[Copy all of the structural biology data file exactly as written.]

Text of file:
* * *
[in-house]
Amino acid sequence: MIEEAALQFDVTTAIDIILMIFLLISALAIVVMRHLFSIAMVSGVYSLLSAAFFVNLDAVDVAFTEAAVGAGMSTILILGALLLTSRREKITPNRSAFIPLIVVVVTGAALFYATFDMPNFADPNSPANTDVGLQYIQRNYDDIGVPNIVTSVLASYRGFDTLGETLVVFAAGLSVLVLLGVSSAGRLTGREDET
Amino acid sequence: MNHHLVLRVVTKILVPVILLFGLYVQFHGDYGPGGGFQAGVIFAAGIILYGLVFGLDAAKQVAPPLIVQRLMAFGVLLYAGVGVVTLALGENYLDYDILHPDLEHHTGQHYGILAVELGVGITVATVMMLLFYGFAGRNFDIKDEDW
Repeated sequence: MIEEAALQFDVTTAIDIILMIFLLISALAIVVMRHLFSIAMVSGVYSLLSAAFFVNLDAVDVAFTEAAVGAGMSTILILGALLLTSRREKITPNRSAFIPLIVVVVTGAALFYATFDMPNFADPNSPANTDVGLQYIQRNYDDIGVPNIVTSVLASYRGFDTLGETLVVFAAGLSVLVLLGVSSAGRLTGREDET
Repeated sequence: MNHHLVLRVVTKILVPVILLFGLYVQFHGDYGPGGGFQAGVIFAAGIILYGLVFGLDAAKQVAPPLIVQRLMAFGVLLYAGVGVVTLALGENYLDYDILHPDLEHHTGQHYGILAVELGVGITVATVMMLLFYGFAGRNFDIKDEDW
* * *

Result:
[in-house]
Amino acid sequence: MIEEAALQFDVTTAIDIILMIFLLISALAIVVMRHLFSIAMVSGVYSLLSAAFFVNLDAVDVAFTEAAVGAGMSTILILGALLLTSRREKITPNRSAFIPLIVVVVTGAALFYATFDMPNFADPNSPANTDVGLQYIQRNYDDIGVPNIVTSVLASYRGFDTLGETLVVFAAGLSVLVLLGVSSAGRLTGREDET
Amino acid sequence: MNHHLVLRVVTKILVPVILLFGLYVQFHGDYGPGGGFQAGVIFAAGIILYGLVFGLDAAKQVAPPLIVQRLMAFGVLLYAGVGVVTLALGENYLDYDILHPDLEHHTGQHYGILAVELGVGITVATVMMLLFYGFAGRNFDIKDEDW
Repeated sequence: MIEEAALQFDVTTAIDIILMIFLLISALAIVVMRHLFSIAMVSGVYSLLSAAFFVNLDAVDVAFTEAAVGAGMSTILILGALLLTSRREKITPNRSAFIPLIVVVVTGAALFYATFDMPNFADPNSPANTDVGLQYIQRNYDDIGVPNIVTSVLASYRGFDTLGETLVVFAAGLSVLVLLGVSSAGRLTGREDET
Repeated sequence: MNHHLVLRVVTKILVPVILLFGLYVQFHGDYGPGGGFQAGVIFAAGIILYGLVFGLDAAKQVAPPLIVQRLMAFGVLLYAGVGVVTLALGENYLDYDILHPDLEHHTGQHYGILAVELGVGITVATVMMLLFYGFAGRNFDIKDEDW